A barge blocking navigation immediately upstream of Osney Bridge has been removed.
The narrowboat appears to have broken away from its mooring whilst there was strong current on Thursday afternoon. A forecast of heavy rain caused the Environment Agency to attempt early action.
When this proved difficult a slipway was built on the right bank and eventually the boat was hauled on to the bank more than 24 hours after the accident.
The Oxford Mail has pictures and the River Thames News has an updated report.
The Daily Telegraph has a ’53 free things to do around the world’ feature.
Walking the Thames Path makes it although only just being at number 53.
But at least it is there along with sitting on Rome’s Spanish Steps, wandering around Burano in Venice and seeing the Blue Mosque in Istanbul.
Number 1 is a ride on New York’s Staten Island Ferry.
A Lottery grant of £1.77m towards conserving and reopening Reading Abbey means that the site is recognised as being one the most important on the Thames.
Reading Borough Council is adding £1.38m worth of funding .
The plan is for the Abbey ruins to be be fully open to the public in 2018.
Cllr Paul Gittings, lead member for culture, said: “This award is the culmination of years of planning on the part of the Council and allows vital conservation works to take place which will preserve the ruins for generations of people to explore and enjoy.”
Deputy Council leader Tony Page said: “Reading’s heritage deserves to be celebrated, as does a site of such historical significance in the heart of Reading. By opening it up to residents and visitors the Council hopes many more people will have the opportunity to appreciate the Abbey and its history.”
This comes at a time when plans are in hand to find the grave of Henry I who was buried in the Abbey.
The Cat’s Back is now displaying its Joe Goodwin plaque outside where there is a long seat.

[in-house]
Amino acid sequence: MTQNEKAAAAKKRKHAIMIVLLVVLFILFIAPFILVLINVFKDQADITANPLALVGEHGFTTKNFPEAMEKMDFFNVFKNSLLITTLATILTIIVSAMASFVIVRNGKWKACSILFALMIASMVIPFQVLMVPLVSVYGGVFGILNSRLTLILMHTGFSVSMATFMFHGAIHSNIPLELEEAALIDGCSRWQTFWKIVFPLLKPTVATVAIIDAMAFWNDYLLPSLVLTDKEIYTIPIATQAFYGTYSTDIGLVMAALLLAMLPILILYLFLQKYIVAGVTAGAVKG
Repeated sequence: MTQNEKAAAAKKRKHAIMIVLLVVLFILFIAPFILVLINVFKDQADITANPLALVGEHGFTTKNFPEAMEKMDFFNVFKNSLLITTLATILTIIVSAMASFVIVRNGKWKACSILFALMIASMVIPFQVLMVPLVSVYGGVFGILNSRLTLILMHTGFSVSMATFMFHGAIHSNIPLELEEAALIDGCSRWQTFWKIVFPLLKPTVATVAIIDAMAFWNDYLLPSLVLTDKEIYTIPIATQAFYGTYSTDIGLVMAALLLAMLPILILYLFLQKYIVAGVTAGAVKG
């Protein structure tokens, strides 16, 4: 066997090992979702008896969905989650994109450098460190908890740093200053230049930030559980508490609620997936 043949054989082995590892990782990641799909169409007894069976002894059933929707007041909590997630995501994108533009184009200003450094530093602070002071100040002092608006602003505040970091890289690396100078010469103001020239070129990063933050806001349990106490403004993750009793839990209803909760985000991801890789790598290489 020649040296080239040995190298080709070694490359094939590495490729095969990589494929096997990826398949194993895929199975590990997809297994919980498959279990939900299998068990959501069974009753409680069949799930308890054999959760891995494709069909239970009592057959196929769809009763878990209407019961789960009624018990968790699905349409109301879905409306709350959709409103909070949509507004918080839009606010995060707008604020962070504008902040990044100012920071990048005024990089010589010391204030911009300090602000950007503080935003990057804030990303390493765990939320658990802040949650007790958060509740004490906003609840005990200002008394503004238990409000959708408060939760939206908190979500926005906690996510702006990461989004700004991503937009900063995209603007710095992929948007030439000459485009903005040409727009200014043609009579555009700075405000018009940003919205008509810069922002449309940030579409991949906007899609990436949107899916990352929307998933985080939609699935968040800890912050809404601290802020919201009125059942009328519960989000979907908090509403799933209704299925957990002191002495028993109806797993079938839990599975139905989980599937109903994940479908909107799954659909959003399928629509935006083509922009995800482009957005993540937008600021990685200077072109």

Joe Goodwin Award plaque
The fine Harvey’s pub is in Point Pleasant, between the River Wandle and Wandsworth Park, and a good stopping point on autumn day.
The Cat’s Back frontage in Point Pleasant
The only other Harvey’s of Lewis pub in London is the Royal Oak in Southwark, a short walk from the river down Borough High Street and left at St George the Martyr into Tabard Street.
New gate on the main road
The Thames Path at Purley has been improved.
The walk along the busy main road from the former Roebuck pub to the Skerritt Way residential road has been reduced. Now one can leave the road early and walk through Purley Beeches rather than following the road to a bus stop and walking down a flight of enclosed steps.
Path through Purley Beeches
The directions will now read:
“Turn right through the gate in the flint wall (right) to follow a woodland path down to Skerritt
Way. Continue ahead along the road.”
This plan has been around since 1982, before the estate was completed. The wood is in the care of Purley Beeches Residents Association which levies a voluntary household fee towards the cost of maintenance.
The Thames Path, west of Southwark Cathedral, runs along Clink Street passing the remains of Winchester Palace’s Great Hall.
With two walls and the floor missing the wine cellar is open to the air. Now the area, which once collected rubbish, has been partly filled with plants.